Cruise prices change every day. If you book at the right time you can save 40% or more. Having done 20+ cruises myself it became obvious that technology could help me save big $$$s on cruises if employed correctly. That’s why I hacked cruisewatch together – a website that uses big data and machine learning to identify price drops and good deals on cruises.
Here are some things that I found out:
- There are huge differences in cruise pricing over time. You can save an average of 40% when booking at the right time.
- The “stars” of a ship don’t necessarily reflect upon the quality. There are great ships with loyal fans that are not 5 star+
- You can find great deals when comparing price against quality.
We have been receiving some queries regarding the technologies used on this site. Here’s an overview of what we are using.
Our frontend is built using Bootstrap, using a commercial bootstrap theme. We are also using WordPress for some articles (such as this one) and bbPress for forum functionality inside wordpress.
We use our own processes to aggregate data from across the web. We are also making use of Grepsr for some specific data items that we are obtaining. Grepsr is a simple data scraping service that turns any website into a feed. They can perform regular scans and will deliver only updated or new data items to us.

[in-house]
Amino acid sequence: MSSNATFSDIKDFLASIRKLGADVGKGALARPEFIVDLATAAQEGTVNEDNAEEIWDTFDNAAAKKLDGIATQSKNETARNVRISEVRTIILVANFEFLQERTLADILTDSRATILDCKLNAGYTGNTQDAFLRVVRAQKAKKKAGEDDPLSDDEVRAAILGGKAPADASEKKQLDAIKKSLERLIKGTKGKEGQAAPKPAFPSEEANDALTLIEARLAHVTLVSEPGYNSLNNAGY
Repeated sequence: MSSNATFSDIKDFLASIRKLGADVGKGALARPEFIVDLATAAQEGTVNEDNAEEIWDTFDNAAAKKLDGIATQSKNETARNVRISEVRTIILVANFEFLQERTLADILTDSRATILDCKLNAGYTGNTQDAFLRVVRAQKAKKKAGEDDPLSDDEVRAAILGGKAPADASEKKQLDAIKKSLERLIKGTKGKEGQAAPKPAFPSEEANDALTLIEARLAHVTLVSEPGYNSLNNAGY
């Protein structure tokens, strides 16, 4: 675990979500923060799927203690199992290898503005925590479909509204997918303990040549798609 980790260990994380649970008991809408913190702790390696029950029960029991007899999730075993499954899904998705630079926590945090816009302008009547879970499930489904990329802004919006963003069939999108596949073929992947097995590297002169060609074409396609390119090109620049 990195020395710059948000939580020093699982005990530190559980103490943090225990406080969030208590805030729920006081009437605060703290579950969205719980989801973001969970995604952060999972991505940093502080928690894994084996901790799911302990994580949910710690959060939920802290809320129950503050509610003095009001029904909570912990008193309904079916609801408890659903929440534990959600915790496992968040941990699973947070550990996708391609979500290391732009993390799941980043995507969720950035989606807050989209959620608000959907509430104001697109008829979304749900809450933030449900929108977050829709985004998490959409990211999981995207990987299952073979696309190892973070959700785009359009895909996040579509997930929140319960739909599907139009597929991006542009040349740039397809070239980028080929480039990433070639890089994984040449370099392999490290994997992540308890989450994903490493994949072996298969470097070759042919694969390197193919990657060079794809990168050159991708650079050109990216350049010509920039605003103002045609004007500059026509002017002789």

We are also using Flickr and their api to display cruise pictures.
Our historical data takes up quite some space. We have a layered storage scheme. Some of the data items reside in cloud storage (both with AWS as well as with Google). Data rendered on the pages in stored on the webserver (mysql really). Some of our processes need in memory storage. We are experimenting with memsql for this.
Statistics and Analysis
We are cleaning the incoming data and performing some different data transformation techniques on it. We are also using Holt Winters algorithms to detect pricing anomalies (all of this code has been written by us ourselves).
For sentiment and text analysis we had a larger look at APIs out there. We are currently using the Cogito API.
It’s not live yet but we have a working prototype using machine learning via the Google Prediction API service
So what’s working so far?
Data aquisition and transformation is working fine. Even for a long time now. (We have data reaching back 5 years). We are really proud about our first Net Promoter Score analysis, comparing professional and customer reviews and deriving interesting insights, such as Ships with best Recommendation Ratio or our derived Quality Score Rating. We also made an initial connection between quality and price and can derive the “value” a ship is offering from this. I will post an article about this in the next days.
Machine learning of cruise price movements is working fine with the Google Prediction API. In fact, I also tried to run it in AWS which was even simpler to utilize. But it seems that the cost in AWS is much higher than with Google. So watch out for our prediction visualization that is coming this month.
The APIs and webservices out there are plentiful and relatively easy to use. This saves time to focus on the real important question: Which data do we correlate and how can we visualize things so that users can understand this. For this we need feedback. Please use our forum to talk back to us.